Plutarch wrote the "Life of Theseus" in the late 1st century in which he described that a ship carrying Theseus had returned from Crete to Athens and was preserved by Athenians over a period of time. During that period planks decayed and had to be replaced and eventually the entire ship was replaced. So the question was raised: Is it the same ship since the entire ship has been replaced?
Several centuries later Thomas Hobbes came along and asked: What if the original planks were gathered up after they had been replaced and they were used to construct a second ship exactly as the original one? Does this ship become the original Ship of Theseus? And, if the replacement ship Plutarch described had attained designation as the Ship of Theseus, are there now two Ships of Theseus or does just one become the Ship of Theseus? Which one? Of course, it is possible that one might think that neither ship qualifies as the Ship of Theseus. So we are faced with the question: What constitutes what a 'thing' is?
Not long after Hobbes, David Hume was reflecting on this question in relation to what constitutes a person. Hume felt that even though we have changed over a period of time, we still think we are the 'same person'. This troubled Hume. He divided the issue into the 'features of a person' and the mysterious "self" that supposedly possesses those features. This enabled him to observe that "we are never intimately conscious of anything but a particular perception; man is a bundle or collection of different perceptions which succeed one another with an inconceivable rapidity and are in perpetual flux and movement". This has become known as the "Bundle theory of self". For Hume, identity did not reside in some enduring core substance, but in a composition of different, related, yet a constantly changing bundle of elements. (It should be noted that Hume was not satisfied with this characterization, but never returned to the issue.)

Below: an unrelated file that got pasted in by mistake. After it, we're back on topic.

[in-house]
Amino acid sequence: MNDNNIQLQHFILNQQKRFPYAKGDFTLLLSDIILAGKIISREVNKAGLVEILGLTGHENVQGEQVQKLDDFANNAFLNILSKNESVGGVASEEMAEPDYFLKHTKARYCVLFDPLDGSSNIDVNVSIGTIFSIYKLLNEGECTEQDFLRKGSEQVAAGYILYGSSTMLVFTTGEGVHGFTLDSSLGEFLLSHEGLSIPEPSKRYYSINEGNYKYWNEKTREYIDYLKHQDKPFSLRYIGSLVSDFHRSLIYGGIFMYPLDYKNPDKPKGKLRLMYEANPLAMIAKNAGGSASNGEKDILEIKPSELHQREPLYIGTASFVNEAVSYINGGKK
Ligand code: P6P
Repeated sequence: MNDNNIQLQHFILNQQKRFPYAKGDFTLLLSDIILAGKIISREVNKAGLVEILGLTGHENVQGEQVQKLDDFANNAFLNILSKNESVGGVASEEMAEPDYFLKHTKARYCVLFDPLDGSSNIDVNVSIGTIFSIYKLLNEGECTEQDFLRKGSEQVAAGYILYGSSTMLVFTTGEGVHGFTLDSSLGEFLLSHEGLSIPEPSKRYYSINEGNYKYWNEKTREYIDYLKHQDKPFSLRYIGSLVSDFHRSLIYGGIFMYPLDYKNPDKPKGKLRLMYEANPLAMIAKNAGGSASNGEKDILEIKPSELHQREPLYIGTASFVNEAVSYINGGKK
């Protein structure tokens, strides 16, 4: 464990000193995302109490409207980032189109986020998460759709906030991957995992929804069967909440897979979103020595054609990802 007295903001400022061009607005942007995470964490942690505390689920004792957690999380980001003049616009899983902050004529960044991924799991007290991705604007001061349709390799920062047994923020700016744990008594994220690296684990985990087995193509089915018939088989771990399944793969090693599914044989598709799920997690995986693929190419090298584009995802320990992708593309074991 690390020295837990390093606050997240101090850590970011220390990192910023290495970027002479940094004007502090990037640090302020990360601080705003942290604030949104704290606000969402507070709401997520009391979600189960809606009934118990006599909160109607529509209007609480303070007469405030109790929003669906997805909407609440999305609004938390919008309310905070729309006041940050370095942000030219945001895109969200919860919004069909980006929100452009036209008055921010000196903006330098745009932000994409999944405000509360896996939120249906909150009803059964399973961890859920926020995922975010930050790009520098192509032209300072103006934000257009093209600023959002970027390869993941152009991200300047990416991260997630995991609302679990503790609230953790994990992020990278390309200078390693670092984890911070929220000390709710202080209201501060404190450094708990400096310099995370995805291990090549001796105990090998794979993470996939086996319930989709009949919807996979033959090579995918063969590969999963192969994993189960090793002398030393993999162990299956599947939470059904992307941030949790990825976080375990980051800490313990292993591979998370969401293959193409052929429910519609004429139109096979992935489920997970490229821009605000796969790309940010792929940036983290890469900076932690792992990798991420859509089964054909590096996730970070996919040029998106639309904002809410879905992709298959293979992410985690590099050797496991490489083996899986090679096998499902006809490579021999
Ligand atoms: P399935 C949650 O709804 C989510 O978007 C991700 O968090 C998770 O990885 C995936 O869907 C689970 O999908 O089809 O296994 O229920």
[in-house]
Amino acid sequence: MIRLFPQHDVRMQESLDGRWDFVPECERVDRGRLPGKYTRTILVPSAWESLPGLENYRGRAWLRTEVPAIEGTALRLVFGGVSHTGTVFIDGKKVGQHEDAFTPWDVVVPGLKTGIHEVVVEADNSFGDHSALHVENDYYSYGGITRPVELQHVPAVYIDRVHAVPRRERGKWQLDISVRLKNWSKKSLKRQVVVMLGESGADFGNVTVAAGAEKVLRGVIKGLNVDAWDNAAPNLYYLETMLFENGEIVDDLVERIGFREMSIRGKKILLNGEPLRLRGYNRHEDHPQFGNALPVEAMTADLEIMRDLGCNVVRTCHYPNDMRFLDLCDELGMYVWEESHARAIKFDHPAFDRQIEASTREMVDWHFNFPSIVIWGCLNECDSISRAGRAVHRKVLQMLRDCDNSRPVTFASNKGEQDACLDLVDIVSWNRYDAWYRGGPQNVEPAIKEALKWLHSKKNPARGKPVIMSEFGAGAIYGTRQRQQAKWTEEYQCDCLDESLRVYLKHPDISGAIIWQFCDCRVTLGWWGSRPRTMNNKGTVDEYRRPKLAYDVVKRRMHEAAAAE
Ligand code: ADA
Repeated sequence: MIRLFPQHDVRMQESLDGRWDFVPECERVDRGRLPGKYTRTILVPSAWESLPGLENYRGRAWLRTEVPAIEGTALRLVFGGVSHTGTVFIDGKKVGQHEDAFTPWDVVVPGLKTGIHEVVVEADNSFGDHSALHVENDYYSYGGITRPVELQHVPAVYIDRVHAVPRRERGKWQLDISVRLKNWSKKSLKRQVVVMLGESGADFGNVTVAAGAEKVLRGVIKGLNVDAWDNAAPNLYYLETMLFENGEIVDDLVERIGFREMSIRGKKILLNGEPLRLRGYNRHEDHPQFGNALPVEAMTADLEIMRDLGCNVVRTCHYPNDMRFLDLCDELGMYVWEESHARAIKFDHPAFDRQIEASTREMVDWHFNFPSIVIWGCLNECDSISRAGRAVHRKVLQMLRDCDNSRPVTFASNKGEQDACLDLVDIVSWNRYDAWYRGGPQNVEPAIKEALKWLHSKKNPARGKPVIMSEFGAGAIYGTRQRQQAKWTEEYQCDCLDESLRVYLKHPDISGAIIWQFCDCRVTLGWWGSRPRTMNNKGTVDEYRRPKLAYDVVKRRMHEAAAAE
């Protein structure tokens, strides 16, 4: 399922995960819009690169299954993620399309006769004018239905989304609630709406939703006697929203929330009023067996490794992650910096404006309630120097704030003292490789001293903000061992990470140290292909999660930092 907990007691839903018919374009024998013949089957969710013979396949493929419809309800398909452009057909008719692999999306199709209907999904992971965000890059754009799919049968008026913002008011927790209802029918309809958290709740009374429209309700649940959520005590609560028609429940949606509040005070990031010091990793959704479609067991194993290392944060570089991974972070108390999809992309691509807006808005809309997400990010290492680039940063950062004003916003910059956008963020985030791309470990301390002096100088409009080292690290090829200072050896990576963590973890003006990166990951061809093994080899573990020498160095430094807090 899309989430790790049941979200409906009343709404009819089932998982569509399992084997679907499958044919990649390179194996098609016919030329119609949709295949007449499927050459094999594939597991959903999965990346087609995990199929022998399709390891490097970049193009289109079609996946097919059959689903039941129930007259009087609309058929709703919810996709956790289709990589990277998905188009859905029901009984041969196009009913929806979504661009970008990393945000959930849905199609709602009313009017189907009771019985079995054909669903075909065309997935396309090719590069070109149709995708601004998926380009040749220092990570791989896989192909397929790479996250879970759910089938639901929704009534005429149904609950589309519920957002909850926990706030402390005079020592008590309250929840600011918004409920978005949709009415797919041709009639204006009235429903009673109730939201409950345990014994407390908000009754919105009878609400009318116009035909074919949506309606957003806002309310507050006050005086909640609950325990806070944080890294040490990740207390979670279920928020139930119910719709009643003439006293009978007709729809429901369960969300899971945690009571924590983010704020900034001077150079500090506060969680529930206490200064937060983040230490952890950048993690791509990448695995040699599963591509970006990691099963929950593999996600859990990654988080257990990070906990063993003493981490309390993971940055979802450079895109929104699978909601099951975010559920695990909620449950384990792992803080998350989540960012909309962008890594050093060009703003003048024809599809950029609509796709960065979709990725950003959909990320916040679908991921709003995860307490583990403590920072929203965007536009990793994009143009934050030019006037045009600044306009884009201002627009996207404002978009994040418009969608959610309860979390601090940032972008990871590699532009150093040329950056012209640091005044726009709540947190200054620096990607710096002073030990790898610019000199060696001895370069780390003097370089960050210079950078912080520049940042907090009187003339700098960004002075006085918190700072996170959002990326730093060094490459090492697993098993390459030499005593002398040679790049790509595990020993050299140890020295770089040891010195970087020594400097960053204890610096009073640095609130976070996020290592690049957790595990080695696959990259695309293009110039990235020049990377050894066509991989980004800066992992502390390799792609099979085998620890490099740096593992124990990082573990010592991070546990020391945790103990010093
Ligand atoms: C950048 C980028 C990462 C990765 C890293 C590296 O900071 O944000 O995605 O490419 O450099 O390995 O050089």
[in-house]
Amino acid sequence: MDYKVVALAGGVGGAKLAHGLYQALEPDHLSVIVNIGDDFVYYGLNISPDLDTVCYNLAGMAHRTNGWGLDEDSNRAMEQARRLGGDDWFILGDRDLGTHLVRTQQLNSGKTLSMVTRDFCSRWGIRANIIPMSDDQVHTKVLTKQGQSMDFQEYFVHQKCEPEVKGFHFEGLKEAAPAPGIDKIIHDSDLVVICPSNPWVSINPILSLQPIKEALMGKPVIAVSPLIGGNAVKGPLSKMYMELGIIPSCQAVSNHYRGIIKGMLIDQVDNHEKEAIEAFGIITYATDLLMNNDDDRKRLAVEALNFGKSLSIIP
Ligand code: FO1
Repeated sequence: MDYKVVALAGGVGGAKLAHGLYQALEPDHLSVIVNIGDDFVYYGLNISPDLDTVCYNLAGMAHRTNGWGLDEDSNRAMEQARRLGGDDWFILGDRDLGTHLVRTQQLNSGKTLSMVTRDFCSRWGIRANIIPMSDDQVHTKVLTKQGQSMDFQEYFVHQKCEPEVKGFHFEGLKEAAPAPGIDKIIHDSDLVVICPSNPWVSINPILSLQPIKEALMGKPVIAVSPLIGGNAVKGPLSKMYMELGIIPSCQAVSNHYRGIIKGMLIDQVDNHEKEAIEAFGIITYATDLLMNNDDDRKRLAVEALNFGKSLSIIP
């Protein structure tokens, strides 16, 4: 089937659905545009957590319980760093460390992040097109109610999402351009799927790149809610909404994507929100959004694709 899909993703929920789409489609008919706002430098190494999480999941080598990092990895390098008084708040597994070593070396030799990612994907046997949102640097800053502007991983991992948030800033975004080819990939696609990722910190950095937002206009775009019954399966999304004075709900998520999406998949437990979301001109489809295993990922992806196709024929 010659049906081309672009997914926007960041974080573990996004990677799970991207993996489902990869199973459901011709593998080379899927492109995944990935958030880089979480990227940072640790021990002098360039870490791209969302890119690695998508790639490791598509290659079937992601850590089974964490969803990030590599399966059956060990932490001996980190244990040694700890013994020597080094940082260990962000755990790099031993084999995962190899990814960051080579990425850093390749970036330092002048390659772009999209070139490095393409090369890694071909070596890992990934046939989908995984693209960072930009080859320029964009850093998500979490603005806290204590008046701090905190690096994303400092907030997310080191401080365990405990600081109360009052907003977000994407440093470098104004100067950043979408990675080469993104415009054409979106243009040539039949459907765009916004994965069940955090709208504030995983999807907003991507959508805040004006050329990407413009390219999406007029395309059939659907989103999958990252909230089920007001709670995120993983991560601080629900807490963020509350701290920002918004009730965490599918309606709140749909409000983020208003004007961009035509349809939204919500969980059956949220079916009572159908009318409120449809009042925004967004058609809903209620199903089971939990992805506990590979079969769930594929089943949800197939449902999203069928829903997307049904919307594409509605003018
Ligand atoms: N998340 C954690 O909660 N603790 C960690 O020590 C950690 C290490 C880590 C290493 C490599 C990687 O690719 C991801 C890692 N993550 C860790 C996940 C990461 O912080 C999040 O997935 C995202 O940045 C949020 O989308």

More recently, Daniel Dennett has proposed that the self is not some sort of physically detectable entity, but a convenient fiction which he likens to the notion of a center of gravity. He describes the center of gravity as a fictional location that enables the description and solution of certain problems, as in the center of gravity of a hoop is a point in thin air. For Dennett, people devise stories to make sense of the world and, in those stories, they, themselves, are a central feature, but their position as a central feature is only a convenient fiction like the center of gravity. Not surprisingly this has become known as "Self as a center of narrative gravity" thesis. (http://ase.tufts.edu/cogstud/papers/selfctr.htm) The point of Dennett's thesis is that there is not just one 'self' inhabiting the individual entity, but a multitude of 'selves' and to identify one particular 'self' as "The Self" is simply a matter of convenience.
Given that I have condensed 2500 years of consideration of the self into just four possible perspectives, what do you think? Is there a 'central core' we can identify as the Self? If so, how can we do so? If not, then are we reduced to notions like the Hume's bundle of perceptions or Dennett's center of narrative gravity? Are we left with the conundrum of what constitues the Ship of Theseus and thus what constitutes a Self? And, if we are to accept that there is no 'core self' but a multitude of 'selves', how can we assert the notion of free will as a given when we cannot even be certain that the 'self' supposedly possessing the 'will' is, in fact, a constrained or unconstrained self?
Well, one of my selves has just surfaced to suggest that the recent self has had the floor long enough and it is time to for one of the other selves to assume center stage. I hope this "recent self" is able to return to center stage in time to share your thoughts on the issue this coming Sunday. At any rate one of my selves will be there. I'd say, "See you then", but I can't be sure which self is saying it and which self will be showing up to see you there. Sigh...life used to be so simple.